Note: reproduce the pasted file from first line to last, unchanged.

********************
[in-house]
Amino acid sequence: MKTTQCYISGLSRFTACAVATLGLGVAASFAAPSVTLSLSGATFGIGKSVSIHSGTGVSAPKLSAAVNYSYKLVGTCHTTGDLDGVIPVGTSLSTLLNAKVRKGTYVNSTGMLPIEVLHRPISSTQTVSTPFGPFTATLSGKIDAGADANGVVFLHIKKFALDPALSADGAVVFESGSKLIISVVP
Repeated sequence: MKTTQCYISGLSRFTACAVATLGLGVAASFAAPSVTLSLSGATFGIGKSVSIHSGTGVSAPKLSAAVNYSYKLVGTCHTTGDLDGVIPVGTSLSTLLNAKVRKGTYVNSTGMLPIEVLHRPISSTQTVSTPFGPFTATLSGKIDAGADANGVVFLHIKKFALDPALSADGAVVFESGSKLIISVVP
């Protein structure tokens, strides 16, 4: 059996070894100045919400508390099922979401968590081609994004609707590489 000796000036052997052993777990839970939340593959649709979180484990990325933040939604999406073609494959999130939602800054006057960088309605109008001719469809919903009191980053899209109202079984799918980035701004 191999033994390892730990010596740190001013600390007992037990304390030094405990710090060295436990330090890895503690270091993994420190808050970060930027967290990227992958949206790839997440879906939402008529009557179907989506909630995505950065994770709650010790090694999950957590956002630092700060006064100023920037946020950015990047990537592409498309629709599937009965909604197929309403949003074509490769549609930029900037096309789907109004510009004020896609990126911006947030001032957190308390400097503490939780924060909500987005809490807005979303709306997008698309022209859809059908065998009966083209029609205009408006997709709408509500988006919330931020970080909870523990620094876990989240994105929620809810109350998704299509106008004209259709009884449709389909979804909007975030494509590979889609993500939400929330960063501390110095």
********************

[in-house]
Amino acid sequence: MKTTQCYISGLSRFTACAVATLGLGVAASFAAPSVTLSLSGATFGIGKSVSIHSGTGVSAPKLSAAVNYSYKLVGTCHTTGDLDGVIPVGTSLSTLLNAKVRKGTYVNSTGMLPIEVLHRPISSTQTVSTPFGPFTATLSGKIDAGADANGVVFLHIKKFALDPALSADGAVVFESGSKLIISVVP
Repeated sequence: MKTTQCYISGLSRFTACAVATLGLGVAASFAAPSVTLSLSGATFGIGKSVSIHSGTGVSAPKLSAAVNYSYKLVGTCHTTGDLDGVIPVGTSLSTLLNAKVRKGTYVNSTGMLPIEVLHRPISSTQTVSTPFGPFTATLSGKIDAGADANGVVFLHIKKFALDPALSADGAVVFESGSKLIISVVP
């Protein structure tokens, strides 16, 4: 059996070894100045919400508390099922979401968590081609994004609707590489 000796000036052997052993777990839970939340593959649709979180484990990325933040939604999406073609494959999130939602800054006057960088309605109008001719469809919903009191980053899209109202079984799918980035701004 191999033994390892730990010596740190001013600390007992037990304390030094405990710090060295436990330090890895503690270091993994420190808050970060930027967290990227992958949206790839997440879906939402008529009557179907989506909630995505950065994770709650010790090694999950957590956002630092700060006064100023920037946020950015990047990537592409498309629709599937009965909604197929309403949003074509490769549609930029900037096309789907109004510009004020896609990126911006947030001032957190308390400097503490939780924060909500987005809490807005979303709306997008698309022209859809059908065998009966083209029609205009408006997709709408509500988006919330931020970080909870523990620094876990989240994105929620809810109350998704299509106008004209259709009884449709389909979804909007975030494509590979889609993500939400929330960063501390110095």